Tuesday, 9 April 2013

Let's talk setting atmosphere.

What kind of setting do you like to DM?

Me? I'm a “Late Dark Ages - Early Middle Ages” kind of guy – say 900 AD to about 1200 AD. This is the age before full plate armor. Personally, I prefer that my players not have access to anything more substantial than half-plate, but you can well imagine how hard that edict is to enforce! So full plate armor is my one “exception to the rule.” It's an “exception” in that plate armor and gunpowder co-existed for quite some time (the 16th Century saw the "arrival" of flintlocks), but I absolutely do not allow gunpowder in my game.

So, what type of setting do I like to DM?

I can best answer that question by quoting from the book: "1066 The Year of the Conquest," pages 12-19. This is the year that William the Conqueror invaded England. These particular pages describe “life” in the village of Horstede, which existed at the time of William's invasion and was located only a very few miles from where William's forces actually landed. I reprint the information here, for your consideration:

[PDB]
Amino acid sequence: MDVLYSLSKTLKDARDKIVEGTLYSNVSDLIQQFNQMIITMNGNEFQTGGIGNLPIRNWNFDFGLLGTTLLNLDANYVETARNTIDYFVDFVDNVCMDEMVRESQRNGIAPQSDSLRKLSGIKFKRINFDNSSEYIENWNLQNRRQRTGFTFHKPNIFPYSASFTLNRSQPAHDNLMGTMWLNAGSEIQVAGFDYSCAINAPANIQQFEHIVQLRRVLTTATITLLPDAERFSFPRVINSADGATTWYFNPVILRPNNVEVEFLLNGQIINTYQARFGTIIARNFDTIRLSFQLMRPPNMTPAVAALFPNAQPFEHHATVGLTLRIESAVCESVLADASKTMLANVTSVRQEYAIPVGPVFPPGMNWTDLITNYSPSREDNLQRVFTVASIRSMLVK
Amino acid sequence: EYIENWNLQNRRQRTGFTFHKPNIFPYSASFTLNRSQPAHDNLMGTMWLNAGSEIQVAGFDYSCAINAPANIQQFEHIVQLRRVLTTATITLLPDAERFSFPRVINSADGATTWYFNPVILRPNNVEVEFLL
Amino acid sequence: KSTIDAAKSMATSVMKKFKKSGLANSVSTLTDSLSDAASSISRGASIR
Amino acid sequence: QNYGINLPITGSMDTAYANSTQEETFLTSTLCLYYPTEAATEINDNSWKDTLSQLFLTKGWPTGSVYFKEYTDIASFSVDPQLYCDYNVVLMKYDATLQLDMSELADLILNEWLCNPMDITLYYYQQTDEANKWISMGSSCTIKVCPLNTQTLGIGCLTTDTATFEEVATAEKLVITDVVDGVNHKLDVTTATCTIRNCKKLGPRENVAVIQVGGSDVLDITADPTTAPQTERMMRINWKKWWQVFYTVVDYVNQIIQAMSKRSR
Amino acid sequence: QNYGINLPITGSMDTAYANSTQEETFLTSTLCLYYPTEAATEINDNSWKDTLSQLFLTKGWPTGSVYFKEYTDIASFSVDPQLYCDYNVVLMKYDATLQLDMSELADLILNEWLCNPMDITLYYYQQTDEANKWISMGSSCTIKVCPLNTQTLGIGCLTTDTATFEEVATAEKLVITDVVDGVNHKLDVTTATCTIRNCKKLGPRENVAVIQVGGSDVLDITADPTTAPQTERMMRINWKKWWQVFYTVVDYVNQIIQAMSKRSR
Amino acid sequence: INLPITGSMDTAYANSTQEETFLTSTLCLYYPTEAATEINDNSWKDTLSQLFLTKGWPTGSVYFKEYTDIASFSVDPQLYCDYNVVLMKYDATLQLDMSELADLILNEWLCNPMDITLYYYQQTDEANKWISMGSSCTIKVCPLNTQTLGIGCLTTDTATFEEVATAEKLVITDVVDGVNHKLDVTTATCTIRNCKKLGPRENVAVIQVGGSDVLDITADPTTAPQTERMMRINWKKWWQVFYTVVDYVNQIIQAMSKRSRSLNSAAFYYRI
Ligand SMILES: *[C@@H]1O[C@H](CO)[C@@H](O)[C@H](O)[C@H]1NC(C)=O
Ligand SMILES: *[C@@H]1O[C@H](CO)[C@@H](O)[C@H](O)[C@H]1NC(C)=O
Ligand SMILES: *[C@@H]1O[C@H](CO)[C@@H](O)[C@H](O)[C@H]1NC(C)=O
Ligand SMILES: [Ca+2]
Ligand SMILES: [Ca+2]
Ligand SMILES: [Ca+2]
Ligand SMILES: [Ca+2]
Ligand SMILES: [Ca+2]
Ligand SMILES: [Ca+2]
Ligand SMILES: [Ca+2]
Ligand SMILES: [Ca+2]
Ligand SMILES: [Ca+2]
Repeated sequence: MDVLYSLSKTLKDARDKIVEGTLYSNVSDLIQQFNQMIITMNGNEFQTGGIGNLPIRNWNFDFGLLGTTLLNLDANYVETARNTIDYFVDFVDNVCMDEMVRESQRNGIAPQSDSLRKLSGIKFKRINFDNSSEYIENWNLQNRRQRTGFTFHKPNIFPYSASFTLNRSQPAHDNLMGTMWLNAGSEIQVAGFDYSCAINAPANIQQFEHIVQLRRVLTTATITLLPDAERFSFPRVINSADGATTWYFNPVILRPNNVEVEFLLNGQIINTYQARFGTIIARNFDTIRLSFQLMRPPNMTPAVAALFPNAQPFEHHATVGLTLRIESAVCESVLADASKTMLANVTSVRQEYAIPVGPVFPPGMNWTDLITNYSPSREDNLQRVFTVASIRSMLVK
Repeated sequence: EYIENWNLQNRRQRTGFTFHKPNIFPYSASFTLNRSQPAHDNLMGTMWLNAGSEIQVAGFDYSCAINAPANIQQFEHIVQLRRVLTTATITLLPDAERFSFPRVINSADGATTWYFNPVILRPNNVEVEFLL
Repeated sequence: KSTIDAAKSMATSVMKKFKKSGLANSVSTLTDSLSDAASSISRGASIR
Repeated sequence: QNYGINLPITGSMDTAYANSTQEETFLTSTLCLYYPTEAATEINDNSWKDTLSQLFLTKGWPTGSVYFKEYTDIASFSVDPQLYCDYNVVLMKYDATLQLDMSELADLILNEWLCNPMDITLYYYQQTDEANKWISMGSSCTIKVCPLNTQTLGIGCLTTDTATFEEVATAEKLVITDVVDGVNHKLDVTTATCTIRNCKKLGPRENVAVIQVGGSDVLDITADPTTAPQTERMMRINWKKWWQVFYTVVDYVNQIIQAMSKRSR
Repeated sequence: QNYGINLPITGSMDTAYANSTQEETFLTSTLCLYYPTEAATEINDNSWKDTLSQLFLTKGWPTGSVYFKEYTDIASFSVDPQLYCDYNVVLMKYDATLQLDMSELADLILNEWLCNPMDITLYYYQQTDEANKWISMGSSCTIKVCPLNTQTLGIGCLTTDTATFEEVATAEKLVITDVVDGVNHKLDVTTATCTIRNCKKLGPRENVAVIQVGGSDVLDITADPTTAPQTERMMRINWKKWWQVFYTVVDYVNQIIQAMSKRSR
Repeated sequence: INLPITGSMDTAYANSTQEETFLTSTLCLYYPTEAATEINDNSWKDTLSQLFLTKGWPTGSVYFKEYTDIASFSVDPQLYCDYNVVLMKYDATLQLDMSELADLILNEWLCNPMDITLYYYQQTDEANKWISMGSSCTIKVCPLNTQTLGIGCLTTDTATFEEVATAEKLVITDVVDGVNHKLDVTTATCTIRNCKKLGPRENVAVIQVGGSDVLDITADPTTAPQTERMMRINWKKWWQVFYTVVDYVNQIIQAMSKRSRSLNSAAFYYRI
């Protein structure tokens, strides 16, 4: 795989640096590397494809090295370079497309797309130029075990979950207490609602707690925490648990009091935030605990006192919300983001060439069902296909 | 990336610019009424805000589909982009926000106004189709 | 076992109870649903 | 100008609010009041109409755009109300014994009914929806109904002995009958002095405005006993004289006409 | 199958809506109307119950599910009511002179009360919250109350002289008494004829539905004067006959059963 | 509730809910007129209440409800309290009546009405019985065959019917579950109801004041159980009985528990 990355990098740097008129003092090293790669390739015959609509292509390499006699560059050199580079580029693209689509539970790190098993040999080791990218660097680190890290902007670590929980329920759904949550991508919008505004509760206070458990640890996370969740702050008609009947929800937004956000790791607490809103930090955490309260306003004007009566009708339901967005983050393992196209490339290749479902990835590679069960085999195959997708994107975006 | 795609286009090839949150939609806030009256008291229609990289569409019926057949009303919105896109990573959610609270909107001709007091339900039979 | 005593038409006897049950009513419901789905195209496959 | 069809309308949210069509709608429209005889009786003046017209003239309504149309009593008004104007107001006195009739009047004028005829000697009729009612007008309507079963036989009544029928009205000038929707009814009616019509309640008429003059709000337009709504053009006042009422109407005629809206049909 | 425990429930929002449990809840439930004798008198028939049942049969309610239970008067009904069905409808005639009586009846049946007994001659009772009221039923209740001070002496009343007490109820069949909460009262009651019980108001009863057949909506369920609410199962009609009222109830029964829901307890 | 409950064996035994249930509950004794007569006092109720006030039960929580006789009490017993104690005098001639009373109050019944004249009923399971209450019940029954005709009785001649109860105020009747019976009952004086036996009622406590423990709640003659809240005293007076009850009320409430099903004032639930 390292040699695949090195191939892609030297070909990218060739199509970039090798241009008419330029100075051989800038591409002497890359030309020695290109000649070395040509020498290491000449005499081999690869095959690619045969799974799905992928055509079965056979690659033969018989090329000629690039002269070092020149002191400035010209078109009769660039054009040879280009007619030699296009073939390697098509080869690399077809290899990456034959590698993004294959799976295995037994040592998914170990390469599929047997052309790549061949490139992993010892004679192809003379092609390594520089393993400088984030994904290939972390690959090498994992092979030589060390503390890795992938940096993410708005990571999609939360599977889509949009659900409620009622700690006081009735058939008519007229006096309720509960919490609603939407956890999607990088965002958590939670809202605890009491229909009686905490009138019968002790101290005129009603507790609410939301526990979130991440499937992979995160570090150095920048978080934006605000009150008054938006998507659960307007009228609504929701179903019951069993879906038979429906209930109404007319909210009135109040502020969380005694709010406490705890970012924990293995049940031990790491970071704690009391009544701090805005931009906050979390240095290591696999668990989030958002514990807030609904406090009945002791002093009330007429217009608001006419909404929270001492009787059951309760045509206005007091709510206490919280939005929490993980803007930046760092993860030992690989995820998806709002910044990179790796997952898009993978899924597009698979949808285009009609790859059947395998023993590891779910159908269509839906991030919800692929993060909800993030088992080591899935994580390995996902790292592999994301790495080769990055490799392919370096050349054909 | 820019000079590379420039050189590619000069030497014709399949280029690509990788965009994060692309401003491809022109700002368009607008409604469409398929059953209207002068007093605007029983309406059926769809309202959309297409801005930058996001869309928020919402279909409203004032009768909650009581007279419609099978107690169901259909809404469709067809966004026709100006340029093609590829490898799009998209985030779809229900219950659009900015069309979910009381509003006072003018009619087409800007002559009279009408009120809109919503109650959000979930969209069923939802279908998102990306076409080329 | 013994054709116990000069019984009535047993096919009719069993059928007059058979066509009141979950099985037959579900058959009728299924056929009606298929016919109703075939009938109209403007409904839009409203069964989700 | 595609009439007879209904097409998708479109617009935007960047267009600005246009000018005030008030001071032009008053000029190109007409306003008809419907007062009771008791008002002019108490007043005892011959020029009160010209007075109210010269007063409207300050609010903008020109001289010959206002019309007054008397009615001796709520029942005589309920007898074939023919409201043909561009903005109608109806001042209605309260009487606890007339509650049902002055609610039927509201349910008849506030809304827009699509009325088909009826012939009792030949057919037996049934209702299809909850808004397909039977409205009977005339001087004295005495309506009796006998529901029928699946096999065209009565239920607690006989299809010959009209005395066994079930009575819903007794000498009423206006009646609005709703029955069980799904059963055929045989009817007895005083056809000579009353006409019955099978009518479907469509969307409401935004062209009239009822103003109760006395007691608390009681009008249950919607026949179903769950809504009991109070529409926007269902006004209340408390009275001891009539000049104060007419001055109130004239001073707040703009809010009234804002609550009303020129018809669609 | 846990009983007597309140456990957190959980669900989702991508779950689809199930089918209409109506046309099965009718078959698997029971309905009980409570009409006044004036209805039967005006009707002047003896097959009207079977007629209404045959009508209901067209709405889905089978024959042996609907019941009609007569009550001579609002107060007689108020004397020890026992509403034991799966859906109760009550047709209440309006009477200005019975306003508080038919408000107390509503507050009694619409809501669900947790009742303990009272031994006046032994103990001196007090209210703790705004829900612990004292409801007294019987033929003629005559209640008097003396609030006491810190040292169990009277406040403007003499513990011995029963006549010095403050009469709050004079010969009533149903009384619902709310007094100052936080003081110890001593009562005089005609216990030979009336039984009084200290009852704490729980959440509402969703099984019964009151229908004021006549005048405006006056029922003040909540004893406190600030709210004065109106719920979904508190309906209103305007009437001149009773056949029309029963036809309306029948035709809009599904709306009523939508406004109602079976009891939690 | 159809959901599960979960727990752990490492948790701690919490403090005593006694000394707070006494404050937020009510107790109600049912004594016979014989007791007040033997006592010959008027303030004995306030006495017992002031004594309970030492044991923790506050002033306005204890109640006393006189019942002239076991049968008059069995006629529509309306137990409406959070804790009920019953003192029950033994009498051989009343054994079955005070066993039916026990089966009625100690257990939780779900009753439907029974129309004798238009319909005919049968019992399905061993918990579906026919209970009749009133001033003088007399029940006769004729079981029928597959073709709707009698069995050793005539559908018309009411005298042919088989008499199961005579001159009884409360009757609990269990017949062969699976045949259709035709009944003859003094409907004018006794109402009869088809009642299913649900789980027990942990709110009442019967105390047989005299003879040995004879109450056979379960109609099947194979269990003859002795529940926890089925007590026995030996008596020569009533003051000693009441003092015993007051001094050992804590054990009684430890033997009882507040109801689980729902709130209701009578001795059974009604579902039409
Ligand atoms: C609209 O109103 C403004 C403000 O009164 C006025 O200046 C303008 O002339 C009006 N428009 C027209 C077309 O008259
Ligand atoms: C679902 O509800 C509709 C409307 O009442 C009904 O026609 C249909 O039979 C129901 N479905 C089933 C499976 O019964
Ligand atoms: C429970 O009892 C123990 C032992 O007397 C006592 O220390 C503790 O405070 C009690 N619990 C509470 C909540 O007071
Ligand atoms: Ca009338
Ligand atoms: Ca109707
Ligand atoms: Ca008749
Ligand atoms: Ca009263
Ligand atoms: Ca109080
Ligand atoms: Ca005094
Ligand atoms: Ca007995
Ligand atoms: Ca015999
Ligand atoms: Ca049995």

"A village was surrounded by a fence, and its land by another outer fence. Beyond that were miles and miles of primeval forest and heath, empty and wild . . . For ordinary people, to see the nearest town might be the event of a year or even a lifetime, and to meet a stranger was a nine days wonder. If a traveler approached the village, he blew a horn before he crossed the outer fence to show he was coming openly. . . .

"Within his own village, an Englishman knew everybody and almost every tree and animal. . . . But he had no conception of a map, no mental image of the shape of the country as it might be seen from hundreds of miles above, or of the relative positions of places in it. . . . He lived in a world that had his own village as its center. . . .